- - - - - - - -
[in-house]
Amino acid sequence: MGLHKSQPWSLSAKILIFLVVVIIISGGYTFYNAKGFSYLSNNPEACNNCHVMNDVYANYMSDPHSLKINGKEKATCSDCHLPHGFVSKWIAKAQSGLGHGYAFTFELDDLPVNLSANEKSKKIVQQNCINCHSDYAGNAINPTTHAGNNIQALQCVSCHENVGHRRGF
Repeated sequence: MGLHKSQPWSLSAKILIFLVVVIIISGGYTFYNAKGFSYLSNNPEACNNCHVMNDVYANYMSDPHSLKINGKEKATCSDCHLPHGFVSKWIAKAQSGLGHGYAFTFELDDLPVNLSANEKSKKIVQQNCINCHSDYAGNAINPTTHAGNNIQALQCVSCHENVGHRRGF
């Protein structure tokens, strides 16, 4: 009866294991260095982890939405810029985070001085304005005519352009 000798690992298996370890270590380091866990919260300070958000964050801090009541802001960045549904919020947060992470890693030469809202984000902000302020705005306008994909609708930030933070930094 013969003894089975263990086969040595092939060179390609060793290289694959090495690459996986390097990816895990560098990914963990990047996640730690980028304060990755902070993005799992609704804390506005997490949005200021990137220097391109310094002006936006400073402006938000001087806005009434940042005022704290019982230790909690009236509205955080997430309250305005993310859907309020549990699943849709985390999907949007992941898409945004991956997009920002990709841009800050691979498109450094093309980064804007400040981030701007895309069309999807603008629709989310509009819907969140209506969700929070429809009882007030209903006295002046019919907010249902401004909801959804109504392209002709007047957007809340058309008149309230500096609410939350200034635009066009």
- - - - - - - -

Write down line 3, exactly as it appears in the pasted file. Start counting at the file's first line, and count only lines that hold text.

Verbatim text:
Repeated sequence: MGLHKSQPWSLSAKILIFLVVVIIISGGYTFYNAKGFSYLSNNPEACNNCHVMNDVYANYMSDPHSLKINGKEKATCSDCHLPHGFVSKWIAKAQSGLGHGYAFTFELDDLPVNLSANEKSKKIVQQNCINCHSDYAGNAINPTTHAGNNIQALQCVSCHENVGHRRGF